John M. Popelka focuses his practice exclusively representing public and private sector clients in the area of Workers’ Compensation law. Equally comfortable in the courtroom and at the negotiating table, a significant portion of his practice involves litigating and settling claims for union workers who suffer career-ending injuries, permanent total disability, catastrophic injuries requiring home modification and lifetime medical care, and death cases.
John joined Anesi Ozmon, Ltd. in 1993, and was named partner in 2001. Recognizing his dedication, commitment and leadership, the firm named him President and Managing Partner in 2018.
Highly respected by his peers and a leader in the field, his extensive appellate practice has led him to argue cases before the Illinois Appellate Court and the Illinois Supreme Court, generating decisions that have expanded the rights of working men and women in Illinois. He has authored articles on workers’ compensation law, and has been a featured speaker on the topic at seminars and at John Marshall Law School.
John skills have earned recognition from his fellow attorneys with an AV rating from Martindale Hubbell for over a decade. In addition, Thomson Reuters has ranked him as a Super Lawyer each year since 2013, and he has been recognized as a Best Lawyer in Workers’ Compensation Law by U.S News & World Report, The Leading Lawyers Network, The Best Lawyers in America as well as a 10 Best Attorneys in Illinois for Exceptional and Outstanding Client Service in Workers’ Compensation claims. He maintains memberships in several professional organizations including the American Association of Justice, the Illinois Trial Lawyers Association, The Chicago Bar Association and the Workers’ Compensation Lawyers Association of Illinois. A longtime resident of Naperville, Ill., John volunteers with the Boy Scouts of America and is the proud parent of three Eagle Scouts.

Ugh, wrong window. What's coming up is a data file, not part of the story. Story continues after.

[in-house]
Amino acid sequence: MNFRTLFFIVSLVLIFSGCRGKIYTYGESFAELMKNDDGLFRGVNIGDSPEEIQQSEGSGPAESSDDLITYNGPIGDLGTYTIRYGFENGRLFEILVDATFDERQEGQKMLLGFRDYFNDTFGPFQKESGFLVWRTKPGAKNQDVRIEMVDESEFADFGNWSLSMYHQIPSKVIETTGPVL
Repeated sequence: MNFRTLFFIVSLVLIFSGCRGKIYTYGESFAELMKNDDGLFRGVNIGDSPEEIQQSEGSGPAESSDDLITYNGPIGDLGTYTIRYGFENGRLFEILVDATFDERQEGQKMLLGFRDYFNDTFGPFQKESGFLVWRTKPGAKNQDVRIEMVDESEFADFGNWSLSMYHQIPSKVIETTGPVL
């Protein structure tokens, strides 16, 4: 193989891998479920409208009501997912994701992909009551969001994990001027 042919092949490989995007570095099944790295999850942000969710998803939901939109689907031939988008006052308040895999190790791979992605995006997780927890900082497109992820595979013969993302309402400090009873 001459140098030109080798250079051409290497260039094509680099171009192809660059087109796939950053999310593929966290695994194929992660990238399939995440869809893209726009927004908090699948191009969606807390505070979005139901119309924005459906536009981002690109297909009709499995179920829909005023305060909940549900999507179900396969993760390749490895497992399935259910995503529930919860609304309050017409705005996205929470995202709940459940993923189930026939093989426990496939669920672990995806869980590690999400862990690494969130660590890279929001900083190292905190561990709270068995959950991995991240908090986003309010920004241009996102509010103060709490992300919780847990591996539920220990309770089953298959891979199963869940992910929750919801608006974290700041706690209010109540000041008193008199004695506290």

John earned his law degree from John Marshall Law School and received his undergraduate degree in Economics from Marquette University.
“As the fourth President and Managing Partner in the firm’s distinguished 63-year history, I work each day to build on Anesi Ozmon’s success as we continue to exceed client expectations with jury verdicts and settlements in their favor with the highest possible monetary outcome.”
Some of John's past highlights include:
- $1.5 million settlement for roofer who fell and sustained a closed head injury. He had previously opted out of coverage as an owner of the business the year prior to the injury. We prevailed on the theory that the insurance company’s failure to obtain a new opt out signature in the second year in writing nullified the choice, thereby entitling our client to payment of weekly benefits and medical care under the Workers’ Compensation Act.
- Award of permanent and total disability benefits for life to tool and die engineer who developed RSD in his right leg following a knee surgery in 1989. The claimant continued to work, but his case was kept open due to his significant monthly medical expenses for pain management. Both the employer and the worker’s compensation insurance carrier went bankrupt over the course of the next 20 years. In 2007, the claimant suffered an unrelated car accident, which caused the RSD to spread from his right lower extremity to his left lower extremity, thereby rendering him totally disabled. The Commission ruled that but for the underlying condition, the RSD would not have spread to the other extremity, thereby rendering his total permanent disability compensable. This award also included over $300,000 in back benefits and medical expenses.